MYRNA BROWN, HOST: It’s Tuesday the 13th of January, 2021.
Thank you for joining us for today’s edition of The World and Everything in It. Good morning, I’m Myrna Brown.
MARY REICHARD, HOST: And I’m Mary Reichard. First up, Washington Wednesday.
It’s been a week since an angry mob scaled Capitol Hill and broke into the people’s house in an attempt to overturn the election. Law enforcement agencies are looking for the perpetrators. Hundreds of people could eventually face charges for their actions. But they’re not the only ones dealing with the consequences.
BROWN: President Trump is spending his final days in office defending his ability to stay there. Democrats, and some Republicans, want him out of the White House immediately. They’re holding out hope the president’s Cabinet will invoke the 25th Amendment and force him to leave. Barring that, they plan to impeach him again.
REICHARD: What does all this political turmoil say about the state of our republic? And where do we go from here?
Joining us now to talk about those questions is Mark Caleb Smith. He’s director of the Center for Political Studies at Cedarville University. Good morning, professor!
MARK CALEB SMITH, GUEST: Good morning to you.
REICHARD: Impeachment is at the top of everyone’s mind in Washington right now, so we’ll start with that. Given the timeframe, the Senate could not begin a trial until after the president is out of office. Does that follow constitutional rules?
SMITH: It certainly doesn’t follow typical procedures that we’ve seen before. The Constitution doesn’t necessarily clarify if you could have a trial, for example, after the president leaves office. I think that you could, honestly, but the goal then wouldn’t be to remove him from office. The goal then would be to bar him from holding office in the future. And so that would be a different kind of motivation to some extent. Also, the goal may be to send some warning to future politicians just simply to not engage in this kind of behavior and so there are lots of motivations working through here. But I think you’re right. It’s very unlikely they’re going to have a trial before the inauguration and, after the fact, we’ll see what they do then.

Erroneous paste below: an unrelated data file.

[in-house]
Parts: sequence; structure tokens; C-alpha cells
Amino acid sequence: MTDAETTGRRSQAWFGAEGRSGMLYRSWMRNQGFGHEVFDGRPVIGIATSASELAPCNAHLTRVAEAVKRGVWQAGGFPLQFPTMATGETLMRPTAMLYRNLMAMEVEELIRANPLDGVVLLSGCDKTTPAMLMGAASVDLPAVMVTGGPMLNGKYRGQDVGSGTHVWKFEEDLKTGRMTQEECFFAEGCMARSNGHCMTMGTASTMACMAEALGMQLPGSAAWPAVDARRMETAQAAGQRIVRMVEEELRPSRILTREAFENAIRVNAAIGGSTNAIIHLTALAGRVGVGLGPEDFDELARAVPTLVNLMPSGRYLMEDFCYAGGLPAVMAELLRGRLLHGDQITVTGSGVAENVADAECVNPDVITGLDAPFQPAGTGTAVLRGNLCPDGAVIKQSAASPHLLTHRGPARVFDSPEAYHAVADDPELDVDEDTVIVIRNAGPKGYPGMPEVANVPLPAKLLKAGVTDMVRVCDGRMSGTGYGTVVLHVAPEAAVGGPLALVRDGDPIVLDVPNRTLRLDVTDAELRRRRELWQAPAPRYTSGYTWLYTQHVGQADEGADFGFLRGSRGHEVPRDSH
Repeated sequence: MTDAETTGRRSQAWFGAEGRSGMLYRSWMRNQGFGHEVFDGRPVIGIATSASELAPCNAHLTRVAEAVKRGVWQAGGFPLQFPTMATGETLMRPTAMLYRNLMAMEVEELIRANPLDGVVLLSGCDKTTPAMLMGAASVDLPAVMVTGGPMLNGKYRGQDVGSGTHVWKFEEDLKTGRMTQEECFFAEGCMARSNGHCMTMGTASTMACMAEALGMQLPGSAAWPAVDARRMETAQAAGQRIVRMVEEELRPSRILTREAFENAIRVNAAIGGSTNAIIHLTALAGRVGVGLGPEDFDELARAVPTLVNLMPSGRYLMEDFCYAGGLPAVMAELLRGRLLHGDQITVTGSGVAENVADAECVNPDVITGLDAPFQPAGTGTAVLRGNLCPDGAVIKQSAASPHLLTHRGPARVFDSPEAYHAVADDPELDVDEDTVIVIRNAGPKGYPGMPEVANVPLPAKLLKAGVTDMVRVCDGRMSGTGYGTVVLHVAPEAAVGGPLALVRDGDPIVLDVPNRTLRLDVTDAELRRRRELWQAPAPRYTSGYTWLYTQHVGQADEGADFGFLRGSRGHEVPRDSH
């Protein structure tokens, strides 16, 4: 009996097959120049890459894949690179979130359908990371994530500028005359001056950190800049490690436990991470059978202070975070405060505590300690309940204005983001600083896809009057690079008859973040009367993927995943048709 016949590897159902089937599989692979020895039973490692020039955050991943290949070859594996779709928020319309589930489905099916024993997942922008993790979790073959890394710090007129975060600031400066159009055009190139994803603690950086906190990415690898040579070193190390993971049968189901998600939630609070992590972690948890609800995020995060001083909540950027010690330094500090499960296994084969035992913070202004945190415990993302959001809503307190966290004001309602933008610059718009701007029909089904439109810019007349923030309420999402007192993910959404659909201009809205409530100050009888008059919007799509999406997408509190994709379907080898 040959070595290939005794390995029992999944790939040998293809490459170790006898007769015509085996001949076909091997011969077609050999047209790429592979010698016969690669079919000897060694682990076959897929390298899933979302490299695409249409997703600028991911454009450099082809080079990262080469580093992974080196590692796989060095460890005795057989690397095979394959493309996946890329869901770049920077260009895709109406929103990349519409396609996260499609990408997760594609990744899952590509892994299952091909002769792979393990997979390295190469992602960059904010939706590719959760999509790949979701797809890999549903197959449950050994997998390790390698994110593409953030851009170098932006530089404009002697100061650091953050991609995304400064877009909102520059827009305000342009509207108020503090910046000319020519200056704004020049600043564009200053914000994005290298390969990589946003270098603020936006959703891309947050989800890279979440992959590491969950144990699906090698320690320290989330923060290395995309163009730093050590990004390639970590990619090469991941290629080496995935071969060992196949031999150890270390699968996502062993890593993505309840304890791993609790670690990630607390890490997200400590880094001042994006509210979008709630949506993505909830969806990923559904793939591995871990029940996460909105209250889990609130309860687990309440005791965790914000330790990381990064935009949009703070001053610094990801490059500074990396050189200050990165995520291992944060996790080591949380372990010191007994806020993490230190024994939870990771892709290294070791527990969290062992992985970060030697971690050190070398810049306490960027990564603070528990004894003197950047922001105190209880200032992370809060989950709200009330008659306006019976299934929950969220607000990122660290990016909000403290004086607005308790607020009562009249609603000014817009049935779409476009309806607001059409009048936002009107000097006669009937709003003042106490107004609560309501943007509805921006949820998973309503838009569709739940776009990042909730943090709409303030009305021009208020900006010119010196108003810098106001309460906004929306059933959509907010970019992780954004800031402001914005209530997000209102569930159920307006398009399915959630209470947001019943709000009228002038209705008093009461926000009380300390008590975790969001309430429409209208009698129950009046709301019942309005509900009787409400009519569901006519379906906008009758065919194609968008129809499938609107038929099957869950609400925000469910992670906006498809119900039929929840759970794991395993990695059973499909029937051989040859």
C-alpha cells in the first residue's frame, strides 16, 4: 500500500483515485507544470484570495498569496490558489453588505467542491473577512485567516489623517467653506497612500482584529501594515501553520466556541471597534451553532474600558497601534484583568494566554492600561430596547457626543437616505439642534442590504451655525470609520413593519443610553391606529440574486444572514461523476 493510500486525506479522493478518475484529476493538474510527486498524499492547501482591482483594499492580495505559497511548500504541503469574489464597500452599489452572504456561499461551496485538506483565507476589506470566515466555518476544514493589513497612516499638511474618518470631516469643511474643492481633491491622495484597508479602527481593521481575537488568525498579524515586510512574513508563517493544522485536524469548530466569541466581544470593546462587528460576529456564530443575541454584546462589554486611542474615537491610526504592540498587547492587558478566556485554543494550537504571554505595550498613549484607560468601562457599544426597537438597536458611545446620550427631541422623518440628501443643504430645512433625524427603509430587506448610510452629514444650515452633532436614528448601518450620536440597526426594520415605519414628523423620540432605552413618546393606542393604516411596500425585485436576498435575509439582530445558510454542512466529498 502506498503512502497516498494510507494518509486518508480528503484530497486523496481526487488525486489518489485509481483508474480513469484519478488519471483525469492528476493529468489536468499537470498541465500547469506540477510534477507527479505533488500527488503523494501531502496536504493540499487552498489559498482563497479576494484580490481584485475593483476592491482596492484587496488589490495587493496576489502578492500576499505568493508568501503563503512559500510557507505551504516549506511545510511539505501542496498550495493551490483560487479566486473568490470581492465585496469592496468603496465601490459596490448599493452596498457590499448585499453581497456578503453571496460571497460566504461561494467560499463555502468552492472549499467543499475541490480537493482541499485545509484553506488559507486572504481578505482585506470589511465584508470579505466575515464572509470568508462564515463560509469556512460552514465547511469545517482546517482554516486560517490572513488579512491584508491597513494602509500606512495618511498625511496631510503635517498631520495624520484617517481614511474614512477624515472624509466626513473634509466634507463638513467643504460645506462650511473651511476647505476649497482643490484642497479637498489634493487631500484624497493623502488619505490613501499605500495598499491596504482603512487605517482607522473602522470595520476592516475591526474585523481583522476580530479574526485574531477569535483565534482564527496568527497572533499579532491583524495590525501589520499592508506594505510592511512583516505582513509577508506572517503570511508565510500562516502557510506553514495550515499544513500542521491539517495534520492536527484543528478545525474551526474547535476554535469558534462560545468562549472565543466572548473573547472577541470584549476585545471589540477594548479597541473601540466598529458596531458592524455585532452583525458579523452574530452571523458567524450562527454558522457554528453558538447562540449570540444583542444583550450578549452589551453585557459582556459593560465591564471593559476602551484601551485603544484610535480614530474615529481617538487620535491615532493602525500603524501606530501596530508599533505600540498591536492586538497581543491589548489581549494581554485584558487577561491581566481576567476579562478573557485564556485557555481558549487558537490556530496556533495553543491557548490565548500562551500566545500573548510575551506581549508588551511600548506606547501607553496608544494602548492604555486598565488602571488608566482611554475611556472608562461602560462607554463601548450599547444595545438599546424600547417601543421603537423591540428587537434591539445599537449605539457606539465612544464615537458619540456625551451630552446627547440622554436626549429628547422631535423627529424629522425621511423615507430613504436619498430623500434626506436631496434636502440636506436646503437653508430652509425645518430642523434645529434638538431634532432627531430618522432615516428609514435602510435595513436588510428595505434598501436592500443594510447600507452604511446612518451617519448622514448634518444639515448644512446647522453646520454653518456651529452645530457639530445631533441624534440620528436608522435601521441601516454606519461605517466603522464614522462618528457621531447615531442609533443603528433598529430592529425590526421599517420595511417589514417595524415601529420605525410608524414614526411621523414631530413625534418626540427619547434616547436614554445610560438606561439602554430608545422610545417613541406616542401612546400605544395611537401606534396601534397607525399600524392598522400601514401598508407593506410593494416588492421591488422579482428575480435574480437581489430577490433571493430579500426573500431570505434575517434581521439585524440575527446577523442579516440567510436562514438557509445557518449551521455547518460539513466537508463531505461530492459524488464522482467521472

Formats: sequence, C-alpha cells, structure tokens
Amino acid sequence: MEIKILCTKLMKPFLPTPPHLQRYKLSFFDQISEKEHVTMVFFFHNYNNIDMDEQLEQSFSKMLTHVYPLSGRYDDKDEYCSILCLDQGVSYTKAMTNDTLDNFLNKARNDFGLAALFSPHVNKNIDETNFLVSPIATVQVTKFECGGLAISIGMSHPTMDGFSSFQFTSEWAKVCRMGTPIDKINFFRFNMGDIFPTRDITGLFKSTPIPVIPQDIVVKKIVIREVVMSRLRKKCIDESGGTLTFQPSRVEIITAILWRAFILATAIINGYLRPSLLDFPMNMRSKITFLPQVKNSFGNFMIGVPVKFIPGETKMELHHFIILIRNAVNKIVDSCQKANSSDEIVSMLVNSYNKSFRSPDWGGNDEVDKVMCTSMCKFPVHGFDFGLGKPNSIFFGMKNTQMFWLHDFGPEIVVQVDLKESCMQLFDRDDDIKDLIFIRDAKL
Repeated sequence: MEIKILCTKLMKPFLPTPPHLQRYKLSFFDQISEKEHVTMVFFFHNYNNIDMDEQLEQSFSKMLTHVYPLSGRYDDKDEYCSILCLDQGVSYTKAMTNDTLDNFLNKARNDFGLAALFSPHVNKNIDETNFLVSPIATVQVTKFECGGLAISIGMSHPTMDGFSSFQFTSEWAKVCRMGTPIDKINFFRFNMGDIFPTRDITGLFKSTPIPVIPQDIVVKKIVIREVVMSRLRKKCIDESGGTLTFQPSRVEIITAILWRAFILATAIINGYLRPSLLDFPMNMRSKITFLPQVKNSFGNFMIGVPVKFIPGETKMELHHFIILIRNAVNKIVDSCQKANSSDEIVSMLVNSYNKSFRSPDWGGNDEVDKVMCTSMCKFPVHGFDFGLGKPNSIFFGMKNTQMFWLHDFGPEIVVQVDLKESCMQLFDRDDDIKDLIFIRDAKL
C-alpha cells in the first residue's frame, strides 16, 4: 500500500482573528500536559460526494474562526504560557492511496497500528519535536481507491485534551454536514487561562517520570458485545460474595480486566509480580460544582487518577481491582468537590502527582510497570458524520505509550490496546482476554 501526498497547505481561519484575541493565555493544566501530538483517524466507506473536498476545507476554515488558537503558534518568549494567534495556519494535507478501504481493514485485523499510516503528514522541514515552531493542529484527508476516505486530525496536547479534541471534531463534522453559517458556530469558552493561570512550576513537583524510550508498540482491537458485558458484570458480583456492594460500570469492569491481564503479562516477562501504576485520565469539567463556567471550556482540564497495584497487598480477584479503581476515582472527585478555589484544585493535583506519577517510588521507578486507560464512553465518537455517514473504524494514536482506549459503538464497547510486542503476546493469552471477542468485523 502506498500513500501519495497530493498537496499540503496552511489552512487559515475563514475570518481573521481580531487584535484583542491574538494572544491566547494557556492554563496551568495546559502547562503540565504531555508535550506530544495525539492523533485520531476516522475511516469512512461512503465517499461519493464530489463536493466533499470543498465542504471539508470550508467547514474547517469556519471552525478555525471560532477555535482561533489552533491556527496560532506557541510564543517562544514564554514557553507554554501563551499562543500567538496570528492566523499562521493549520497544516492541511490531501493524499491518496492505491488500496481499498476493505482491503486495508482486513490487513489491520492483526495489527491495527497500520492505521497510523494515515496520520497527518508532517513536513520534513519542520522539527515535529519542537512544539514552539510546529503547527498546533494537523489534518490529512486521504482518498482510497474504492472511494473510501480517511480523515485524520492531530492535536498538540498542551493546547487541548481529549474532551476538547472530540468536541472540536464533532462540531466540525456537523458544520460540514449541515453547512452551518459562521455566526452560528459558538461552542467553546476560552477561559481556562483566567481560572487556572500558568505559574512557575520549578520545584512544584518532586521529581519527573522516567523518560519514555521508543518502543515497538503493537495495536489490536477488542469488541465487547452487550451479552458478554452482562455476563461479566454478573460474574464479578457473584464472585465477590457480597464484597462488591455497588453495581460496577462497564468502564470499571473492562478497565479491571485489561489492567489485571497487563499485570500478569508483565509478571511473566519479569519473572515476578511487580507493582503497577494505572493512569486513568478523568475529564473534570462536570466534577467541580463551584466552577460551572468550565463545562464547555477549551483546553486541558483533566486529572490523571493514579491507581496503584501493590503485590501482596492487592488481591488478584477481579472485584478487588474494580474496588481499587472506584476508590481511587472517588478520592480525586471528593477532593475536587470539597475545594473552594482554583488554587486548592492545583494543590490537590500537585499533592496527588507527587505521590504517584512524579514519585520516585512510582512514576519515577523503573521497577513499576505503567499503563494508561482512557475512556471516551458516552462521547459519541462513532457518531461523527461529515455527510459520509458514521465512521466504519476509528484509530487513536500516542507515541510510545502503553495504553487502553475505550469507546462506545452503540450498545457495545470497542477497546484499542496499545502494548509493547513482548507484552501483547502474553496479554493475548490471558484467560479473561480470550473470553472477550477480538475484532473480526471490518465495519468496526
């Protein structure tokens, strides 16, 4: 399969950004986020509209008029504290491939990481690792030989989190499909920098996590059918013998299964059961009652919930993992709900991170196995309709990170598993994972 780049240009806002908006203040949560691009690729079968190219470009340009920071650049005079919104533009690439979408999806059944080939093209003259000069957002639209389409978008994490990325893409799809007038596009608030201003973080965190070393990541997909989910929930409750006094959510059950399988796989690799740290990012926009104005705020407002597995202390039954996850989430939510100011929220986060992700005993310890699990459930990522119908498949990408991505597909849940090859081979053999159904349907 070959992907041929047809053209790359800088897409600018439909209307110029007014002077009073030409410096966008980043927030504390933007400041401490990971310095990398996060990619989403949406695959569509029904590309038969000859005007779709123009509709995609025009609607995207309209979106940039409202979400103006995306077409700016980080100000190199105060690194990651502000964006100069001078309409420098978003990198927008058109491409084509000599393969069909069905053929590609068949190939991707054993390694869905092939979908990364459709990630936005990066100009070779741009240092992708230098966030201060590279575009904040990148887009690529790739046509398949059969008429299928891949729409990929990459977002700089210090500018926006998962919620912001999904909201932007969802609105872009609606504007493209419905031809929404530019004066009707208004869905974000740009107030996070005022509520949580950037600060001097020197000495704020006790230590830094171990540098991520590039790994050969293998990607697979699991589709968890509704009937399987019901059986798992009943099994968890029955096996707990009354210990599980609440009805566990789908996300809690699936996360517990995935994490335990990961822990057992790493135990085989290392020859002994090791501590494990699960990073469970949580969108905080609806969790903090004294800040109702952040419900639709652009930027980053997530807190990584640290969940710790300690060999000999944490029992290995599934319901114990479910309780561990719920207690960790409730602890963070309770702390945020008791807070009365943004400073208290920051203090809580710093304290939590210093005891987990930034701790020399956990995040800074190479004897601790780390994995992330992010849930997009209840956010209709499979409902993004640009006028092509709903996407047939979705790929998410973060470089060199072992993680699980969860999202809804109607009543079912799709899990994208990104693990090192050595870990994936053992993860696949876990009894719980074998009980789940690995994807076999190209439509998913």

REICHARD: Before last week, political analysts speculated that President Trump would continue to influence the GOP for some time. Setting aside impeachment efforts, do you think last week’s events on Capitol Hill change that?
SMITH: I think they really did. It’s difficult to look into the future six months, much less six years. But I think that they really did have an effect. I think before last week, there was a wide sense that President Trump was going to be sort of the power broker to some degree within the Republican Party for at least the next two years, maybe the next four years, maybe the next eight years. After last Wednesday, however, I get the sense that his role is already eroding quite a bit. He still has widespread support amongst lots of Republican voters, but his support amongst the elite, those people who hold office, and those donors, and other people I think that’s slipped pretty dramatically during the past week. That’s going to negatively affect his opportunities, I think, to field challengers, for example in primaries where he doesn’t like the incumbent. That would be a real power broker right now in the GOP, if the president could say I’m going to support you in this House or Senate race or I’m going to support an insurgent against you. That’s true power. Right now, you get the sense that that’s waning a little bit. We’ll see what takes place over the next few weeks to see if we’re going to know more.
REICHARD: If Democrats do proceed with impeachment, they might have to deal with some unintended consequences. What are the political pros and cons for each side of that?
SMITH: You know, the Democrats were really hoping to turn a page after the Trump administration and to embark on an agenda, at least to some extent, to unify the country. Certainly Joe Biden ran on a unity platform to some degree. And starting out the Biden administration with a Senate trial—even if it’s one that’s abbreviated and even if it’s one that’s delayed for a few weeks or a month—is really going to set a different tone than the Biden administration would have liked. It’s also going to resurrect, of course, divisions within the Democratic Party as well as divisions within the Republican Party. And I think everyone that’s listening probably understands how deeply divided we are as a country. If we go through an impeachment process, whether you agree with it or disagree with it, it is going to deepen those divisions. It may be worth it to deepen those divisions in the short term with the hope for long term healing, but I think we’re being fanciful if we think somehow an impeachment is going to solve anything, at least in the short term.